After googling “lemon chip cookie recipe” I couldn’t find one that exactly fit my situation, so my mind went back to a specific moment. In the days leading up to me and Andrew’s wedding, my aunts threw a bridal shower for me. One of the challenges they put me up to was to make a cake with no recipe. I quite enjoyed the challenge and didn’t feeling bothered at all. I assembled the ingredients, threw a bunch of stuff into a bowl, stuck it in the oven, and the cake turned out fine. My gut instincts are not so bad, and whoever follows a recipe to the precise measurements anyway?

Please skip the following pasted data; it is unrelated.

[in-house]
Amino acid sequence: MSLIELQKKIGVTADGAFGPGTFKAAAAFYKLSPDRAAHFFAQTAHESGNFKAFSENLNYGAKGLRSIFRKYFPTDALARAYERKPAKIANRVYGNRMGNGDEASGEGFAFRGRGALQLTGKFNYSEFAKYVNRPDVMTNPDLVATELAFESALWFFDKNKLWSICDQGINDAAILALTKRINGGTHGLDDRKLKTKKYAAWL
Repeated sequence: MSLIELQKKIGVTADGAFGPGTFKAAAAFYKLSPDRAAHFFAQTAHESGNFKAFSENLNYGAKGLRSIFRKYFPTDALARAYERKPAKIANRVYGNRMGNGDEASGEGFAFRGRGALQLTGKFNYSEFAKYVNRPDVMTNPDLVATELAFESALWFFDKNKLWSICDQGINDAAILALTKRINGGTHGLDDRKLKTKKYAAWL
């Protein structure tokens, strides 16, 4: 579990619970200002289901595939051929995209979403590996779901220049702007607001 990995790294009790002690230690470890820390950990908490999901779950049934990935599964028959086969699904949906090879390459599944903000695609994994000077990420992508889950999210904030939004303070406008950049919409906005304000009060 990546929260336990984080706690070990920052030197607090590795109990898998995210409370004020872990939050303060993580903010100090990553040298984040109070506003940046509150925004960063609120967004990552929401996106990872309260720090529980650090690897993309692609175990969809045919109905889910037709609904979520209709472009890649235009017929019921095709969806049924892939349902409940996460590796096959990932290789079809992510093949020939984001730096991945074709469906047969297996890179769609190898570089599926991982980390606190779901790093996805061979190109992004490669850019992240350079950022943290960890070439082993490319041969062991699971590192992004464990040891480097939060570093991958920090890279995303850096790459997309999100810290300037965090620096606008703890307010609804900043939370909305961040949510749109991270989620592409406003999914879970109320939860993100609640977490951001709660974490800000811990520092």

So I assembled the ingredients I felt I would want to put into the lemon chip cookies: lemon chips were the first. Then the flours. I don’t bake too much, so I keep my flours in little containers in our fridge-freezer so they stay fresh. Every once in a while I purchase a one-pound bag of 100% whole wheat flour ground by the windmill at the Mennonite Heritage Village, and every once in a while I purchase a petite bag of white flour. Both are kept in clean one-litre soup containers that originally held chicken noodle soup from Main Bread & Butter. I had no idea how much of either flours I had left at this point. There was more white flour than whole wheat, but I put both on the counter. I also found a half-empty bag of organic almond flour. It too, went on the counter. So did baking soda, salt, eggs, butter, canola oil, Mexican vanilla, concentrated almond flavouring purchased accidentally from Stony Brook Pantry (accustomed to the cheap diluted Clubhouse version, I way overdid it with this one year with my sugar cookies at Christmas and ruined an entire batch), cream of tartar, lemon juice, and my treasured lemon chips.